The Two P’s Behind Michael Jordan’s Success


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Earlier this month, the Milwaukee Bucks basketball team was sold by Herb Kohl for $550 million. What’s interesting was that in 2003, Michael Jordan was interested in investing in both the Milwaukee Bucks and the Charlotte Bobcats. However, for his $50 million, neither organization would give him managerial control.
 
So, Jordan passed on the opportunity to invest in either. However, over the following seven years, the Bobcats imploded and Jordan was able to purchase the entire team for $175 million in 2010. Since then, with full managerial control, Jordan has turned around the Bobcats team (the team made the playoffs this year for just the second time in history). As a result, the value of Jordan’s investment has gone way up. In fact, it’s most likely considerably higher than the $550 million just paid for the Bucks.
 
So what is it about Michael Jordan that’s made him succeed in both sports and business?
 
My answer: Preparation and Practice
 
According to the book "How To Be Like Mike: Life Lessons About Basketball's Best," as a player, Michael Jordan's practice habits and conditioning regimen amounted to an "almost alarming harshness."
 
In fact, many experts, such as Florida State University professor K. Anders Ericsson, argue that practice continually trumps talent.
 
Prominent examples of success attributed to continuous practice besides Michael Jordan include:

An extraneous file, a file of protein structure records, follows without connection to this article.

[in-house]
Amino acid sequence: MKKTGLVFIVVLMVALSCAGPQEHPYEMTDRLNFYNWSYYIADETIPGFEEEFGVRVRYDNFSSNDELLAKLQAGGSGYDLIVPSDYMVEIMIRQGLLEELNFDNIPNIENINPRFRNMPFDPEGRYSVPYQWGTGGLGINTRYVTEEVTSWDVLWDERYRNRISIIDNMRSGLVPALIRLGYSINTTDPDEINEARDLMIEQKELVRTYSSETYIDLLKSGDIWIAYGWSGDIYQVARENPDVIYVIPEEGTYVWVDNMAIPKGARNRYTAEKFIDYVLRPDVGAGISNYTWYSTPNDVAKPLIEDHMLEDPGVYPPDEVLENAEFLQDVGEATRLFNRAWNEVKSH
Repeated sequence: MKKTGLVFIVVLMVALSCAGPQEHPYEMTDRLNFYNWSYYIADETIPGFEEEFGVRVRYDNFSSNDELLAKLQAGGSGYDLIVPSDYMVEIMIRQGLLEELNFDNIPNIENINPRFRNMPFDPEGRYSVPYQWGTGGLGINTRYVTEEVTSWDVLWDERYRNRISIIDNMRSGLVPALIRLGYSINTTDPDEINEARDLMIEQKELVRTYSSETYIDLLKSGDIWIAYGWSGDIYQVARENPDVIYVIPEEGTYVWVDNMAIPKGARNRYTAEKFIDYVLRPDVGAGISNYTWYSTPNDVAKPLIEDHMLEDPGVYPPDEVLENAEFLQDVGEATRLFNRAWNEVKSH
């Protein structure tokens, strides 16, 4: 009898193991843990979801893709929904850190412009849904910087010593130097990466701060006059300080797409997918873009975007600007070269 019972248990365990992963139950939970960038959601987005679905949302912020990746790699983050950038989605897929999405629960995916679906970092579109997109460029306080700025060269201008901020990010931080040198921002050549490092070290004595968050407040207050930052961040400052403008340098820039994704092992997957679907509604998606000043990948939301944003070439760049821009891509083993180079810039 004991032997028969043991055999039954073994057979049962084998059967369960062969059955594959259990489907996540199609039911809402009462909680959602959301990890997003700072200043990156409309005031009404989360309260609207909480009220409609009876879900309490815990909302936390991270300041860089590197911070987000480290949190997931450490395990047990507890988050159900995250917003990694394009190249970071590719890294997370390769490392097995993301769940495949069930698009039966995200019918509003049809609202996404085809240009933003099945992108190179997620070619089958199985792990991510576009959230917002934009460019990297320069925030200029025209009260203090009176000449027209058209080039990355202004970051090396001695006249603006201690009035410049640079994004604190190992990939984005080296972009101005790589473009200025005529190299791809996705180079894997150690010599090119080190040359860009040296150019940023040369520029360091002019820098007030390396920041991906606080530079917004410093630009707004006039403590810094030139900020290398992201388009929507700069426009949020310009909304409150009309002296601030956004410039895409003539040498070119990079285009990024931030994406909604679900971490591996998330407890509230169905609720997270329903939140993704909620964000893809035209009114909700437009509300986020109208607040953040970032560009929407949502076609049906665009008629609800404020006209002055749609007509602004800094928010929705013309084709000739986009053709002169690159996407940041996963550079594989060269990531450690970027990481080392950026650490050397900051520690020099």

• Bobby Fischer: While Fischer became a chess grandmaster at the young age of 16, he had nine years of intensive study and practice beforehand.

  • Warren Buffet: Buffet is known for his extreme discipline and the significant time he devotes to analyzing the financial statements of organizations in which he considers investing.

  • Winston Churchill: Churchill is widely considered one of the 20th century's best speakers. Historians say he compulsively practiced his speeches.

  • Tiger Woods: Tiger developed rigorous practice routines from an extremely young age, and devoted hours upon hours each day to conditioning and practice in order to improve his performance.

 
As you can see, and as is pretty intuitive, preparation and practice are keys to success in sports. And in business, it’s the same.
 
Consider these examples that entrepreneurs often face:
 

  • Developing your business plan? Make sure you prepare the right information. Conduct solid market research to ensure your market opportunity and strategy are sound.

  • Giving a presentation to an investor or prospective client? Be sure to spend significant time preparing. Make sure you develop the right slides. Make sure you practice it and deliver it smoothly. Make sure you’ve anticipated the questions that might arise, and have answers for each.

  • Meeting with an employee to improve their performance? Make sure to prepare your list of items in which they are doing a good job, and a list for which they must improve. Practice delivering the information and prepare answers for questions they might ask.